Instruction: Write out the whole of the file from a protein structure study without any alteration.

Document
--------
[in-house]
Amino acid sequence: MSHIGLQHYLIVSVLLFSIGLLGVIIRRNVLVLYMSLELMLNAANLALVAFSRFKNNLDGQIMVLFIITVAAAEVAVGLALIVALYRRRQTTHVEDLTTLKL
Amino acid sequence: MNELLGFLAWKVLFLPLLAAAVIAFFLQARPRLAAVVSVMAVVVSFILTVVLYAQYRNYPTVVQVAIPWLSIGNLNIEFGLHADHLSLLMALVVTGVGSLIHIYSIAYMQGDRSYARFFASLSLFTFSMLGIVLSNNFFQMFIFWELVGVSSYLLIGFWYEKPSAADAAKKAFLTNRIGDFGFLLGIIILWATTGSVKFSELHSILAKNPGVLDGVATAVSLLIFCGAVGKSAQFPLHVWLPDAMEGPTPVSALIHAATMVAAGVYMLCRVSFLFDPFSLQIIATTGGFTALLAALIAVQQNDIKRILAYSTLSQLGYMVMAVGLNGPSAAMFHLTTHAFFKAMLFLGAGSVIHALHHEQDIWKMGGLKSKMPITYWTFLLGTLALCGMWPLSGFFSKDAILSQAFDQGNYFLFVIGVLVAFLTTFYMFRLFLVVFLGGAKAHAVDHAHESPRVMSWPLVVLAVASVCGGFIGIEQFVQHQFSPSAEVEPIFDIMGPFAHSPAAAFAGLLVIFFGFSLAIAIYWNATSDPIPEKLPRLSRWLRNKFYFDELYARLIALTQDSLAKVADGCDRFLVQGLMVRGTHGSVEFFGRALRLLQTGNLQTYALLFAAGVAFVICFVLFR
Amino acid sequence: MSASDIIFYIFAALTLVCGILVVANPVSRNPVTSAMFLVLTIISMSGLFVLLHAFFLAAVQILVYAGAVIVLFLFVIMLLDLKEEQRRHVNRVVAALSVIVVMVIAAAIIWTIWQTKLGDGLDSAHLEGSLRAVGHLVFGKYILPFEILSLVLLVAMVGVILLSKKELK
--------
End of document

[in-house]
Amino acid sequence: MSHIGLQHYLIVSVLLFSIGLLGVIIRRNVLVLYMSLELMLNAANLALVAFSRFKNNLDGQIMVLFIITVAAAEVAVGLALIVALYRRRQTTHVEDLTTLKL
Amino acid sequence: MNELLGFLAWKVLFLPLLAAAVIAFFLQARPRLAAVVSVMAVVVSFILTVVLYAQYRNYPTVVQVAIPWLSIGNLNIEFGLHADHLSLLMALVVTGVGSLIHIYSIAYMQGDRSYARFFASLSLFTFSMLGIVLSNNFFQMFIFWELVGVSSYLLIGFWYEKPSAADAAKKAFLTNRIGDFGFLLGIIILWATTGSVKFSELHSILAKNPGVLDGVATAVSLLIFCGAVGKSAQFPLHVWLPDAMEGPTPVSALIHAATMVAAGVYMLCRVSFLFDPFSLQIIATTGGFTALLAALIAVQQNDIKRILAYSTLSQLGYMVMAVGLNGPSAAMFHLTTHAFFKAMLFLGAGSVIHALHHEQDIWKMGGLKSKMPITYWTFLLGTLALCGMWPLSGFFSKDAILSQAFDQGNYFLFVIGVLVAFLTTFYMFRLFLVVFLGGAKAHAVDHAHESPRVMSWPLVVLAVASVCGGFIGIEQFVQHQFSPSAEVEPIFDIMGPFAHSPAAAFAGLLVIFFGFSLAIAIYWNATSDPIPEKLPRLSRWLRNKFYFDELYARLIALTQDSLAKVADGCDRFLVQGLMVRGTHGSVEFFGRALRLLQTGNLQTYALLFAAGVAFVICFVLFR
Amino acid sequence: MSASDIIFYIFAALTLVCGILVVANPVSRNPVTSAMFLVLTIISMSGLFVLLHAFFLAAVQILVYAGAVIVLFLFVIMLLDLKEEQRRHVNRVVAALSVIVVMVIAAAIIWTIWQTKLGDGLDSAHLEGSLRAVGHLVFGKYILPFEILSLVLLVAMVGVILLSKKELK